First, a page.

Vivian’s story is rooted in poverty. She says, “My dad married four wives… I had so many problems.” She and her siblings had to do odd jobs like selling firewood just to find money for food, and, even though she loved school, she had to drop out in class four. The weight of poverty and cultural pressures forced Vivian — and many of her peers — to undergo female genital mutilation (FGM). Though she tried to run away to her sister’s, Vivian had no choice when her sister sent her back. About a month after being cut, a stranger came and took her to his house to be his wife. Vivian was 12 years old.
Like millions of other young girls, she had been married off to an older man she had never met because of her family’s financial situation. In Vivian’s case, her family needed the bride price to pay her brother’s school fees. She tried to run away to her sister’s again, but before long she was back at her husband’s house. She was beaten, and told, “So many girls are married, what makes you special?”
But Vivian knew this wasn’t the life she wanted, so she kept looking for ways to escape. One day, at the river to wash clothes, she took her chance and simply started walking away into the forest. Over many days and nights, she slept in trees and relied on the kindness of strangers for food and water. “I ran away since I was married and I’m still young. And I don’t want to suffer the way I used to back home,” Vivian told people who helped her.
Finally, she made it back to a safe place she’d heard about — a World Vision-funded safe place. Soon, Vivian was back in school. When she met with the headmaster, she said, “Let me go to class five, and if I fail, I’ll go back to class four.” Vivian’s determination earned her the top spot in class five and she quickly jumped to the next class. “I have had many changes, and I am doing well in class seven. Now, things are good,” Vivian says.
FGM’s cultural hold
Sadly, Vivian’s story is far too common. In Kenya, FGM — also known as female genital cutting — is a direct precursor to child marriage. Often, girls in Vivian’s community aren’t considered eligible for marriage until they’ve been cut, and families see marriage as the only way for their girls to have a financially stable future. As with Vivian’s family, a bride price paid to parents by a girl’s husband can mean a great deal to people in extreme poverty.
Although significant progress has been made toward ending FGM and child marriage globally, about 650 million girls and women alive today were married before their 18th birthday. In many places, FGM is a symbol of the transition from girlhood to womanhood and is a valued traditional practice in about 30 countries throughout Africa, the Middle East, and Asia.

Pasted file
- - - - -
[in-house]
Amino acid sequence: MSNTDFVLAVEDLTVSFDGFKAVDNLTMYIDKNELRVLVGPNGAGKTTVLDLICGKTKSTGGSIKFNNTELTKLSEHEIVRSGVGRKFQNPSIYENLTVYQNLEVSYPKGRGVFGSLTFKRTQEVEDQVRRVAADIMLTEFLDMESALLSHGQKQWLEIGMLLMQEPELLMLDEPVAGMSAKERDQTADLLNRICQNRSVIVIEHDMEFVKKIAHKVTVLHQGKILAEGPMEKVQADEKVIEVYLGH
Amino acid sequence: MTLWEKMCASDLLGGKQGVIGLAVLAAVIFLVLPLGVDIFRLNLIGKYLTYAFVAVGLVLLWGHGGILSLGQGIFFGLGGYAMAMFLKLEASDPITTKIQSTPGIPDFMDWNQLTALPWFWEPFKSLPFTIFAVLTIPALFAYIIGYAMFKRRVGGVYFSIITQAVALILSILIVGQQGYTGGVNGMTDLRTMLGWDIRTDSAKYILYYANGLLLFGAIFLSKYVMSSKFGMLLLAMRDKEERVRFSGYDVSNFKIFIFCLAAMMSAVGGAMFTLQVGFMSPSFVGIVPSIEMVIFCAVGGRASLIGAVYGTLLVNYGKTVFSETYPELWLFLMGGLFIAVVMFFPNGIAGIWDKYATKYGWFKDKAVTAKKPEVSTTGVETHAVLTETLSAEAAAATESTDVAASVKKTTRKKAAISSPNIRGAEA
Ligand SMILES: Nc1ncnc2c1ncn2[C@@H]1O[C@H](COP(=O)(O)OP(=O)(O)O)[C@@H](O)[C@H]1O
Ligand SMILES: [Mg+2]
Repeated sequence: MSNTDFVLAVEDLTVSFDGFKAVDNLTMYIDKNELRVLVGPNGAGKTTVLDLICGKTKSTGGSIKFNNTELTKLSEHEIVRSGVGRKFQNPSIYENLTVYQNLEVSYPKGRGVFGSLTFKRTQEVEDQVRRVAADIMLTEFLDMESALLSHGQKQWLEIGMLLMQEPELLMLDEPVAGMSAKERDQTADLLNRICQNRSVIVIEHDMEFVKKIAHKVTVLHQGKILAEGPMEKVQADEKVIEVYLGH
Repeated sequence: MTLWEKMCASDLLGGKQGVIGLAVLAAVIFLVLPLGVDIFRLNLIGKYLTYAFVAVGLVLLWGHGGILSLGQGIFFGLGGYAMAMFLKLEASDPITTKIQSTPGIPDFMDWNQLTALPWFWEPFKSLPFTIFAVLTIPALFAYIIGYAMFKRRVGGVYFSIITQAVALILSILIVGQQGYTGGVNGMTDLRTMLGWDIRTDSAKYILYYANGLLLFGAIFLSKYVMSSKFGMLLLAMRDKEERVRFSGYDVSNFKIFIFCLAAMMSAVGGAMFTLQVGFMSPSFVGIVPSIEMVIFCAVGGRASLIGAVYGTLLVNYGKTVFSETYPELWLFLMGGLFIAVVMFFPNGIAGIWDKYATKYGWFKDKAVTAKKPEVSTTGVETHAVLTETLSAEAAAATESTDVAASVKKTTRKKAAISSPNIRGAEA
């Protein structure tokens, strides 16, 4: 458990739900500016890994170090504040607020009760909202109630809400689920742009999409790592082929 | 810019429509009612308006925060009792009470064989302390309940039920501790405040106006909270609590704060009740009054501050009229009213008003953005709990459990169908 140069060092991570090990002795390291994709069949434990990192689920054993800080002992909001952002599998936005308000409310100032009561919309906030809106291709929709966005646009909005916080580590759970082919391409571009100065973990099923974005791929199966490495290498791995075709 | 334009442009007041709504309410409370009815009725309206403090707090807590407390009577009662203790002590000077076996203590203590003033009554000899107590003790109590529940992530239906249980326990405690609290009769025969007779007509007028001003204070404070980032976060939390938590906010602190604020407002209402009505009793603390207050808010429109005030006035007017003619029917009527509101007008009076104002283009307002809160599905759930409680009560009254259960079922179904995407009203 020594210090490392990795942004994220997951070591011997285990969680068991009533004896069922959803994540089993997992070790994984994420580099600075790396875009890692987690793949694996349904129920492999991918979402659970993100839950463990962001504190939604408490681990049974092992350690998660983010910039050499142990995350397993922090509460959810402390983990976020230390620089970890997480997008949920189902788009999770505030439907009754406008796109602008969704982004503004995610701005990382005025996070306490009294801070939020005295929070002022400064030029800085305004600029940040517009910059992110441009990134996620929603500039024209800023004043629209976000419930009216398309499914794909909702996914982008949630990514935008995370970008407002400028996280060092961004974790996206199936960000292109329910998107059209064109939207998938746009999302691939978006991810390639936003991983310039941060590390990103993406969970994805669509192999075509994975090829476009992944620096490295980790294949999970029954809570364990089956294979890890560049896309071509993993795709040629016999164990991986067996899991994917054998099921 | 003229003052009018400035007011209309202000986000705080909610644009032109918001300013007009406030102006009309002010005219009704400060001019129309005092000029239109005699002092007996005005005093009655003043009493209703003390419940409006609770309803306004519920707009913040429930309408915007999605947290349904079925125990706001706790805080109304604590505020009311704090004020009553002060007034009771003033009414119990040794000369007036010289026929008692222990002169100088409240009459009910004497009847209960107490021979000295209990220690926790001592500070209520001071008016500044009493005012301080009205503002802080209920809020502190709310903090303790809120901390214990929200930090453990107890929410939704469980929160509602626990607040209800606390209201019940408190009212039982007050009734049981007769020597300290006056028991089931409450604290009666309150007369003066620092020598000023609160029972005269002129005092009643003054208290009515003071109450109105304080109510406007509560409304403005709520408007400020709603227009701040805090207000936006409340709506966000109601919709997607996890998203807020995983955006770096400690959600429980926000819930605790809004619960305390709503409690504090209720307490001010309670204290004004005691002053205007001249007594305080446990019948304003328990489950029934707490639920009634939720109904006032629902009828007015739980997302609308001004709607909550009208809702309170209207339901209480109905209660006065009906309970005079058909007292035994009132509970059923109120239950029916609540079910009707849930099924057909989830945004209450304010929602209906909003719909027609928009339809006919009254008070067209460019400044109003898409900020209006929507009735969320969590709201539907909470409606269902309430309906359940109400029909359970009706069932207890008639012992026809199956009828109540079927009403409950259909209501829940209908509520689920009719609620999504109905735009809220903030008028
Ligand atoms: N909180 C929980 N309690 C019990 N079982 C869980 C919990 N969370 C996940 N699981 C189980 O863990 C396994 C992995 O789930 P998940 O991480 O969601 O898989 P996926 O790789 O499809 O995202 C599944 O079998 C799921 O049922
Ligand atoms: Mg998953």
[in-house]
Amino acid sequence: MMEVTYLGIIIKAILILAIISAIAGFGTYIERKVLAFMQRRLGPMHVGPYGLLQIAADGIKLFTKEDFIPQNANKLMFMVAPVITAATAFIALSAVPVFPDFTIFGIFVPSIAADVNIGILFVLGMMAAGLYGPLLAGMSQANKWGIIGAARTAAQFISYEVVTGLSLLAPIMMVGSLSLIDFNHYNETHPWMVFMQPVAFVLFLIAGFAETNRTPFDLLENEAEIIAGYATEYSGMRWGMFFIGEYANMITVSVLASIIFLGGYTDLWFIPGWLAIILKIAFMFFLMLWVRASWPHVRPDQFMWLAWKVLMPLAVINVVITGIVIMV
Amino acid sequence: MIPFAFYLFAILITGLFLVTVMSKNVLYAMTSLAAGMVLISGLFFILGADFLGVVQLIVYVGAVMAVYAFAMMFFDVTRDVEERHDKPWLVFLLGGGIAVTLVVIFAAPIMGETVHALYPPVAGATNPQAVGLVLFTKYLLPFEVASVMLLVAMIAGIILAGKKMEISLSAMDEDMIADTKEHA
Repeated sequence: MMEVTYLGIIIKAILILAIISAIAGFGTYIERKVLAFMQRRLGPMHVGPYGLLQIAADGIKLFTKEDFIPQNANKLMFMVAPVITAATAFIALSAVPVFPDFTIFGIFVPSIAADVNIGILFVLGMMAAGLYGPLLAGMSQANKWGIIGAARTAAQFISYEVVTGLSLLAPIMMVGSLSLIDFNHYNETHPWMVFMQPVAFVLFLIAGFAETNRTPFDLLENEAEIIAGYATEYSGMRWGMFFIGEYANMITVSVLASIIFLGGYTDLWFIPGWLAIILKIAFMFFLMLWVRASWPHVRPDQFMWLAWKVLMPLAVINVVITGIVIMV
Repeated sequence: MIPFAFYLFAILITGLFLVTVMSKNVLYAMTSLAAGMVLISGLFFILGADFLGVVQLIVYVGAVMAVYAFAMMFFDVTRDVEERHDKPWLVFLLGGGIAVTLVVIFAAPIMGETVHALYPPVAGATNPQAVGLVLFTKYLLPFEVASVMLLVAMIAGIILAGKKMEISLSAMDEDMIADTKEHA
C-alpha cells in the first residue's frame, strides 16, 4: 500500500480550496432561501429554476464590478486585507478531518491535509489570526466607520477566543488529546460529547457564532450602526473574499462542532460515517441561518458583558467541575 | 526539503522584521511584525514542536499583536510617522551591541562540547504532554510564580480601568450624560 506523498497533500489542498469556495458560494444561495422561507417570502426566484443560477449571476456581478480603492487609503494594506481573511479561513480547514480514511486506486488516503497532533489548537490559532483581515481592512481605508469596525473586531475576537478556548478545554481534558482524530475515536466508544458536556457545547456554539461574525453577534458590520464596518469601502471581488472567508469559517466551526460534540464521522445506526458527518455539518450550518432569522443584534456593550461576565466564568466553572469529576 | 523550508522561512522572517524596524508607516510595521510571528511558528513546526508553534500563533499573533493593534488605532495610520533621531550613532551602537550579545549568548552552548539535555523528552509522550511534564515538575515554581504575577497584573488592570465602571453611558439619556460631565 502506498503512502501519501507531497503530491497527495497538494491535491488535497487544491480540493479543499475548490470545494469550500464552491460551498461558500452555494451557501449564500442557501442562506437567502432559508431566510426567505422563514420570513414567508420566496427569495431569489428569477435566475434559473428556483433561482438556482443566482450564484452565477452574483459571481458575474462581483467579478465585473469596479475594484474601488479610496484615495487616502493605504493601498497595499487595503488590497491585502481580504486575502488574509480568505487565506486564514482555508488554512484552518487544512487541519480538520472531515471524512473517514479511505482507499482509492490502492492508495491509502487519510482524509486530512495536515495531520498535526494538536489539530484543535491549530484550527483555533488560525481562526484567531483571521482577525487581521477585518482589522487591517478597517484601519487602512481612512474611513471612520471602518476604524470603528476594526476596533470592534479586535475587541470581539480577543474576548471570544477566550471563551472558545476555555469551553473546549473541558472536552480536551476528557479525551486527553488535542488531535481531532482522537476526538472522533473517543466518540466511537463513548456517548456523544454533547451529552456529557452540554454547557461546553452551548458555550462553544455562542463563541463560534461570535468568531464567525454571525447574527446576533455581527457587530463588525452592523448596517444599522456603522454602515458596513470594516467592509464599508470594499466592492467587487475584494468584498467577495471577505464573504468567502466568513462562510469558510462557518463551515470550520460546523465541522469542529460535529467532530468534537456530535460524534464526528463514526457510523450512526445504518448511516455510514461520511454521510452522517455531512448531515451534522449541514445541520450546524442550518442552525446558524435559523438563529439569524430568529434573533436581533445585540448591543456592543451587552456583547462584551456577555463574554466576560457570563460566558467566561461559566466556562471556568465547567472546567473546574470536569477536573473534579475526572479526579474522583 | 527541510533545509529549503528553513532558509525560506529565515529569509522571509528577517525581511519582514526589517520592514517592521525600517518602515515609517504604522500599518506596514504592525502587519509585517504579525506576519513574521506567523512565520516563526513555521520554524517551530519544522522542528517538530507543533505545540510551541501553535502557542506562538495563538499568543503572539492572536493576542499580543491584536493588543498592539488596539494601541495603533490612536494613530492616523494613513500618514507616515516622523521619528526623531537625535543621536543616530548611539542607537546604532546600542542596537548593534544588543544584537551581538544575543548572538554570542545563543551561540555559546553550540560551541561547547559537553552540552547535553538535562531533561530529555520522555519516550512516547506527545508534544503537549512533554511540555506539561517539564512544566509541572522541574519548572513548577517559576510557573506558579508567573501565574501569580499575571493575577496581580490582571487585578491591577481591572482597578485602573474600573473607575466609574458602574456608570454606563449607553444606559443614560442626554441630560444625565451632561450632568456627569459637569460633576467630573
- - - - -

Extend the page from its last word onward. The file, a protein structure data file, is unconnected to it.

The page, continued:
Both FGM and child marriage forever alter girls’ lives, exposing them to life-threatening illnesses and holding them back from an education. Girls are prevented from realizing their dreams and potential, and from contributing their gifts to improve their families and communities.
What are we doing about FGM?
We want girls in Vivian’s situation to have every opportunity to chase their dreams. Ending child marriage and FGM is one part of the transformation needed for a healthy society — that’s why a holistic approach is the best way to create lasting changes and shift attitudes. Our programs weave changes into the fabric of society at every level: among children, families, local faith leaders, and governments.
How does it work? Using four rings of responsibility …
- We work to empower all children to play active roles in change among their peers, parents, and communities.
- Our positive parenting and economic development programs strengthen families to protect, nurture, and support children, keeping them safe from all forms of abuse. Families gain new livelihoods and become less economically vulnerable — and less likely to choose child marriage and FGM as a way out of poverty.
- We mobilize faith leaders, local elders, and other influential community members to work for safe and protective environments where all children can thrive.
- We empower communities to influence governments for stronger national and regional child protection systems and structures.
The result? Girls like Vivian can dream bigger and take hold of their futures. This International Day of Zero Tolerance for FGM, on February 6, let’s work to end the consequences of these harmful practices against vulnerable girls and women. You can empower girls like Vivian to write different stories — helping free all girls to live fully into their God-given potential.